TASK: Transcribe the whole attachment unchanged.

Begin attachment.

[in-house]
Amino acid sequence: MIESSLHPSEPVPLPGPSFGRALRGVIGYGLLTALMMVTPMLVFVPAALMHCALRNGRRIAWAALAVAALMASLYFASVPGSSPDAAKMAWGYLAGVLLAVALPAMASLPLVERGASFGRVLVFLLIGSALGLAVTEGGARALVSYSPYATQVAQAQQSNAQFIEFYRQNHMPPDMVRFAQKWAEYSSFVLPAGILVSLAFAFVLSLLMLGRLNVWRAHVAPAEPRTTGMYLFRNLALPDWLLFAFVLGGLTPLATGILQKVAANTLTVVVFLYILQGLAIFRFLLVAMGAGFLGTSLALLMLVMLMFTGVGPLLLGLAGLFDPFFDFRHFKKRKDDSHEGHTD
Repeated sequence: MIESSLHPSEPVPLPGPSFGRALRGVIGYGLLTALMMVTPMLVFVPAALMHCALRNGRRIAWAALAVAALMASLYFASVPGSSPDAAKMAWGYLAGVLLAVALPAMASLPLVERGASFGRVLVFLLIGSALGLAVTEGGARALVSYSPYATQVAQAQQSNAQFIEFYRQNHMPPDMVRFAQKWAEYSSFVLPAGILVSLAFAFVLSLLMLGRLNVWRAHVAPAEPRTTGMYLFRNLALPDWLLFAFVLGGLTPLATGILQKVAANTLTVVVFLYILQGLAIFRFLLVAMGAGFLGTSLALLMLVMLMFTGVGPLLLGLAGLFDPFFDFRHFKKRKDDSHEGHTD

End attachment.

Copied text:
[in-house]
Amino acid sequence: MIESSLHPSEPVPLPGPSFGRALRGVIGYGLLTALMMVTPMLVFVPAALMHCALRNGRRIAWAALAVAALMASLYFASVPGSSPDAAKMAWGYLAGVLLAVALPAMASLPLVERGASFGRVLVFLLIGSALGLAVTEGGARALVSYSPYATQVAQAQQSNAQFIEFYRQNHMPPDMVRFAQKWAEYSSFVLPAGILVSLAFAFVLSLLMLGRLNVWRAHVAPAEPRTTGMYLFRNLALPDWLLFAFVLGGLTPLATGILQKVAANTLTVVVFLYILQGLAIFRFLLVAMGAGFLGTSLALLMLVMLMFTGVGPLLLGLAGLFDPFFDFRHFKKRKDDSHEGHTD
Repeated sequence: MIESSLHPSEPVPLPGPSFGRALRGVIGYGLLTALMMVTPMLVFVPAALMHCALRNGRRIAWAALAVAALMASLYFASVPGSSPDAAKMAWGYLAGVLLAVALPAMASLPLVERGASFGRVLVFLLIGSALGLAVTEGGARALVSYSPYATQVAQAQQSNAQFIEFYRQNHMPPDMVRFAQKWAEYSSFVLPAGILVSLAFAFVLSLLMLGRLNVWRAHVAPAEPRTTGMYLFRNLALPDWLLFAFVLGGLTPLATGILQKVAANTLTVVVFLYILQGLAIFRFLLVAMGAGFLGTSLALLMLVMLMFTGVGPLLLGLAGLFDPFFDFRHFKKRKDDSHEGHTD